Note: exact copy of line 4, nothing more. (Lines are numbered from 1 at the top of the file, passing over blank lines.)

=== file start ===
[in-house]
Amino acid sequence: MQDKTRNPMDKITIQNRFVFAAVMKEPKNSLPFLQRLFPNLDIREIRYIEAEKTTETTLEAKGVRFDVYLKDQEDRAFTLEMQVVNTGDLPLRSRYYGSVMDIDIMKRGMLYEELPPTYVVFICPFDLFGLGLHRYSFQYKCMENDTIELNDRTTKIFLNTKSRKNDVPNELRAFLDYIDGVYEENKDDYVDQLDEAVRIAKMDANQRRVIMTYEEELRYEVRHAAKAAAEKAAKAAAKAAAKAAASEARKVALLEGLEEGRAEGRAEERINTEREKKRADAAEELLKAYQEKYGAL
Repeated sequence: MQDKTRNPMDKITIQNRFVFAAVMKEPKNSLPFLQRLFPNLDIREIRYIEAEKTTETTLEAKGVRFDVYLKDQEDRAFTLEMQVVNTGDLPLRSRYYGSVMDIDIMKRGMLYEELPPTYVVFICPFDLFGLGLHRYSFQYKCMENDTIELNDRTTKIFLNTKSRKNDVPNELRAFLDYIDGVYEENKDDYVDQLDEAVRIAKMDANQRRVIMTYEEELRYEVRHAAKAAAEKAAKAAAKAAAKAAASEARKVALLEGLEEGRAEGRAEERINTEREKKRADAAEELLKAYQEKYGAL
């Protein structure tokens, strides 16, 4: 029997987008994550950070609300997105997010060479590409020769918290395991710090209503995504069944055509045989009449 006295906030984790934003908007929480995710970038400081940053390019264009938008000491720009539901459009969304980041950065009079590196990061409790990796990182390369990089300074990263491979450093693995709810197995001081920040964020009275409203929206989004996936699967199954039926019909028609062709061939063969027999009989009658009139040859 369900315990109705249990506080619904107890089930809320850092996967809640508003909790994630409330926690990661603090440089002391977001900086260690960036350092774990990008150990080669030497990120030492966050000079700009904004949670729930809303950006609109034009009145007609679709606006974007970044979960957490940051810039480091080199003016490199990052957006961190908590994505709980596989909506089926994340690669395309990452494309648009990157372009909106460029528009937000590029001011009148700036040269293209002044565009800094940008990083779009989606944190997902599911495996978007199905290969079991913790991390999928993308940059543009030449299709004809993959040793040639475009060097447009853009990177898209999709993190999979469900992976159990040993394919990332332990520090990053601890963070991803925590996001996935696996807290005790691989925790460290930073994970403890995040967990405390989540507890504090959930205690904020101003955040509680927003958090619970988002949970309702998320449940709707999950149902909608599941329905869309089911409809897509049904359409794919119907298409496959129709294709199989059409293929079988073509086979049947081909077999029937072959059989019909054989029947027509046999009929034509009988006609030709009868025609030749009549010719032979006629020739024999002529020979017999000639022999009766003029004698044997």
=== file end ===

């Protein structure tokens, strides 16, 4: 029997987008994550950070609300997105997010060479590409020769918290395991710090209503995504069944055509045989009449 006295906030984790934003908007929480995710970038400081940053390019264009938008000491720009539901459009969304980041950065009079590196990061409790990796990182390369990089300074990263491979450093693995709810197995001081920040964020009275409203929206989004996936699967199954039926019909028609062709061939063969027999009989009658009139040859 369900315990109705249990506080619904107890089930809320850092996967809640508003909790994630409330926690990661603090440089002391977001900086260690960036350092774990990008150990080669030497990120030492966050000079700009904004949670729930809303950006609109034009009145007609679709606006974007970044979960957490940051810039480091080199003016490199990052957006961190908590994505709980596989909506089926994340690669395309990452494309648009990157372009909106460029528009937000590029001011009148700036040269293209002044565009800094940008990083779009989606944190997902599911495996978007199905290969079991913790991390999928993308940059543009030449299709004809993959040793040639475009060097447009853009990177898209999709993190999979469900992976159990040993394919990332332990520090990053601890963070991803925590996001996935696996807290005790691989925790460290930073994970403890995040967990405390989540507890504090959930205690904020101003955040509680927003958090619970988002949970309702998320449940709707999950149902909608599941329905869309089911409809897509049904359409794919119907298409496959129709294709199989059409293929079988073509086979049947081909077999029937072959059989019909054989029947027509046999009929034509009988006609030709009868025609030749009549010719032979006629020739024999002529020979017999000639022999009766003029004698044997």